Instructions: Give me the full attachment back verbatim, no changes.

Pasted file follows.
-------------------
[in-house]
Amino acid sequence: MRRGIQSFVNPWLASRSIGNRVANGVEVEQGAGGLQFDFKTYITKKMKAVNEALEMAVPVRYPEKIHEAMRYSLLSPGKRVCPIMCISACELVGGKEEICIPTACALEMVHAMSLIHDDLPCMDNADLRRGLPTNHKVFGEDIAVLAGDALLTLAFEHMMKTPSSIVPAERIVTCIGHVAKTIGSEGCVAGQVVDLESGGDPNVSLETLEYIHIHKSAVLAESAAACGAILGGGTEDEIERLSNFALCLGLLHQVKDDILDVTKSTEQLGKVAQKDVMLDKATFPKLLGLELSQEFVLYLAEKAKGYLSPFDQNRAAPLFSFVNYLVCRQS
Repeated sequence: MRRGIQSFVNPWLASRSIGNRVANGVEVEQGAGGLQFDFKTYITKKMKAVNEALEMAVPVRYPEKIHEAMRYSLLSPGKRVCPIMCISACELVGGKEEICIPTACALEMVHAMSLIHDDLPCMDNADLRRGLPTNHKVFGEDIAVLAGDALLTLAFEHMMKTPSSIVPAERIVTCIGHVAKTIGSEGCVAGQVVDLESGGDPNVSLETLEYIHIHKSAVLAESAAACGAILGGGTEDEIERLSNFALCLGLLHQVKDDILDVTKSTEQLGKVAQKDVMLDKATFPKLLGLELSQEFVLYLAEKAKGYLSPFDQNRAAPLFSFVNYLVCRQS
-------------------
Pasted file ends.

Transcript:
[in-house]
Amino acid sequence: MRRGIQSFVNPWLASRSIGNRVANGVEVEQGAGGLQFDFKTYITKKMKAVNEALEMAVPVRYPEKIHEAMRYSLLSPGKRVCPIMCISACELVGGKEEICIPTACALEMVHAMSLIHDDLPCMDNADLRRGLPTNHKVFGEDIAVLAGDALLTLAFEHMMKTPSSIVPAERIVTCIGHVAKTIGSEGCVAGQVVDLESGGDPNVSLETLEYIHIHKSAVLAESAAACGAILGGGTEDEIERLSNFALCLGLLHQVKDDILDVTKSTEQLGKVAQKDVMLDKATFPKLLGLELSQEFVLYLAEKAKGYLSPFDQNRAAPLFSFVNYLVCRQS
Repeated sequence: MRRGIQSFVNPWLASRSIGNRVANGVEVEQGAGGLQFDFKTYITKKMKAVNEALEMAVPVRYPEKIHEAMRYSLLSPGKRVCPIMCISACELVGGKEEICIPTACALEMVHAMSLIHDDLPCMDNADLRRGLPTNHKVFGEDIAVLAGDALLTLAFEHMMKTPSSIVPAERIVTCIGHVAKTIGSEGCVAGQVVDLESGGDPNVSLETLEYIHIHKSAVLAESAAACGAILGGGTEDEIERLSNFALCLGLLHQVKDDILDVTKSTEQLGKVAQKDVMLDKATFPKLLGLELSQEFVLYLAEKAKGYLSPFDQNRAAPLFSFVNYLVCRQS